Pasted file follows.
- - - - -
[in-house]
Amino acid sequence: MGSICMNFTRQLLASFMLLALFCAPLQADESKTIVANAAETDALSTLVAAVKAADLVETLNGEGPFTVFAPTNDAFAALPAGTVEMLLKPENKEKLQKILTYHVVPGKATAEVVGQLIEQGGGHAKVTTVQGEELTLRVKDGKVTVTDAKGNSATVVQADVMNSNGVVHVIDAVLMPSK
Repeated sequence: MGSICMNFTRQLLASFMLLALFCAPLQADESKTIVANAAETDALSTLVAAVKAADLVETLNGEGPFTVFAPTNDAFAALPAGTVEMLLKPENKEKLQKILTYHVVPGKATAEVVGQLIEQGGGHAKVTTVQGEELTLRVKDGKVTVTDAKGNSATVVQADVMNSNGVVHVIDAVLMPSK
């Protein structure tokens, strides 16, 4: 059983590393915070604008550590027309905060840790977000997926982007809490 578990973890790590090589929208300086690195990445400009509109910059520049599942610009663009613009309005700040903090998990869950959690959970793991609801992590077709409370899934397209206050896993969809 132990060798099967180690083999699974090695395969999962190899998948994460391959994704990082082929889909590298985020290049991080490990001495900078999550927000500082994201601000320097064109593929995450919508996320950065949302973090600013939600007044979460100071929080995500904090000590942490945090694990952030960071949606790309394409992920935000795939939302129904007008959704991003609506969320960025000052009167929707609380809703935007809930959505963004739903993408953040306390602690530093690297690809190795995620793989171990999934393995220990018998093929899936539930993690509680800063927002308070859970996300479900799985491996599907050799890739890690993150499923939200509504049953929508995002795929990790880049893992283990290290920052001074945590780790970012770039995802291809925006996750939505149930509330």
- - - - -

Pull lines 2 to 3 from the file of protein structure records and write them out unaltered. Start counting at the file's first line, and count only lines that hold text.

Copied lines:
Amino acid sequence: MGSICMNFTRQLLASFMLLALFCAPLQADESKTIVANAAETDALSTLVAAVKAADLVETLNGEGPFTVFAPTNDAFAALPAGTVEMLLKPENKEKLQKILTYHVVPGKATAEVVGQLIEQGGGHAKVTTVQGEELTLRVKDGKVTVTDAKGNSATVVQADVMNSNGVVHVIDAVLMPSK
Repeated sequence: MGSICMNFTRQLLASFMLLALFCAPLQADESKTIVANAAETDALSTLVAAVKAADLVETLNGEGPFTVFAPTNDAFAALPAGTVEMLLKPENKEKLQKILTYHVVPGKATAEVVGQLIEQGGGHAKVTTVQGEELTLRVKDGKVTVTDAKGNSATVVQADVMNSNGVVHVIDAVLMPSK